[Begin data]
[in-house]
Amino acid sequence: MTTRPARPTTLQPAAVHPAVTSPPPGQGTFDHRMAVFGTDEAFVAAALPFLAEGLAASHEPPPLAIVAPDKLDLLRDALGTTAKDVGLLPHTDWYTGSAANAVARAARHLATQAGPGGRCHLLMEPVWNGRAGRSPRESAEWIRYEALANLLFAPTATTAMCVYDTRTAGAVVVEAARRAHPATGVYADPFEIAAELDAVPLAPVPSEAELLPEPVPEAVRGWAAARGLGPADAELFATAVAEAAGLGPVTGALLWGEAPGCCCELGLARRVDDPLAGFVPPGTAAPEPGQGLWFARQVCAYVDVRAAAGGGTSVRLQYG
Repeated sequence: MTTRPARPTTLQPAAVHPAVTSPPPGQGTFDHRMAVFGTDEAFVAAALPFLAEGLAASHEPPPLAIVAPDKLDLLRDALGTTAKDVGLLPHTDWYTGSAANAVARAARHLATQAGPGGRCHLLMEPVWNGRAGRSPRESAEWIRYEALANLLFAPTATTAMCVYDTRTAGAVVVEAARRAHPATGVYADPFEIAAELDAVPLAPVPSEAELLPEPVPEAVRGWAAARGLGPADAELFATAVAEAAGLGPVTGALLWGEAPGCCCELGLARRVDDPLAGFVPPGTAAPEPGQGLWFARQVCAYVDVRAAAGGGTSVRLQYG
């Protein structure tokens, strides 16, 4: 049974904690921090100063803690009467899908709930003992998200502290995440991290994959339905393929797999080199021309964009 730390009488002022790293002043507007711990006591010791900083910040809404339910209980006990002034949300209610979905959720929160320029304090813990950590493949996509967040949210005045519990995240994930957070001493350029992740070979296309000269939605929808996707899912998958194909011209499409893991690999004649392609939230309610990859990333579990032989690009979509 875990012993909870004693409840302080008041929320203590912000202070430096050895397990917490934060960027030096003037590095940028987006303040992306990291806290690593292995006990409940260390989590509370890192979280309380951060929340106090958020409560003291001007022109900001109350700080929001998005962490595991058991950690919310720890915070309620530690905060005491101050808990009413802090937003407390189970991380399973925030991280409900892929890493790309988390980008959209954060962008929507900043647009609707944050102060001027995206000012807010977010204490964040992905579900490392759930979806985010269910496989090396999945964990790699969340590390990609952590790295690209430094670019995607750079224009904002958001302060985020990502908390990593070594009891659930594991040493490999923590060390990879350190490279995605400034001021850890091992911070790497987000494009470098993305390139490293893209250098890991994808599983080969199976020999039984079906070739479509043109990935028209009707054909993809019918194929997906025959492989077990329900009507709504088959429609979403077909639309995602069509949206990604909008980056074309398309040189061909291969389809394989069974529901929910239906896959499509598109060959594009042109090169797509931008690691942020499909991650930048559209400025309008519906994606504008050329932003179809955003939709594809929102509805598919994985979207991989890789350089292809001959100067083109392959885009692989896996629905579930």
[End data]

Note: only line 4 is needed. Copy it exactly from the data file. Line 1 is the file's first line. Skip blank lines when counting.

């Protein structure tokens, strides 16, 4: 049974904690921090100063803690009467899908709930003992998200502290995440991290994959339905393929797999080199021309964009 730390009488002022790293002043507007711990006591010791900083910040809404339910209980006990002034949300209610979905959720929160320029304090813990950590493949996509967040949210005045519990995240994930957070001493350029992740070979296309000269939605929808996707899912998958194909011209499409893991690999004649392609939230309610990859990333579990032989690009979509 875990012993909870004693409840302080008041929320203590912000202070430096050895397990917490934060960027030096003037590095940028987006303040992306990291806290690593292995006990409940260390989590509370890192979280309380951060929340106090958020409560003291001007022109900001109350700080929001998005962490595991058991950690919310720890915070309620530690905060005491101050808990009413802090937003407390189970991380399973925030991280409900892929890493790309988390980008959209954060962008929507900043647009609707944050102060001027995206000012807010977010204490964040992905579900490392759930979806985010269910496989090396999945964990790699969340590390990609952590790295690209430094670019995607750079224009904002958001302060985020990502908390990593070594009891659930594991040493490999923590060390990879350190490279995605400034001021850890091992911070790497987000494009470098993305390139490293893209250098890991994808599983080969199976020999039984079906070739479509043109990935028209009707054909993809019918194929997906025959492989077990329900009507709504088959429609979403077909639309995602069509949206990604909008980056074309398309040189061909291969389809394989069974529901929910239906896959499509598109060959594009042109090169797509931008690691942020499909991650930048559209400025309008519906994606504008050329932003179809955003939709594809929102509805598919994985979207991989890789350089292809001959100067083109392959885009692989896996629905579930």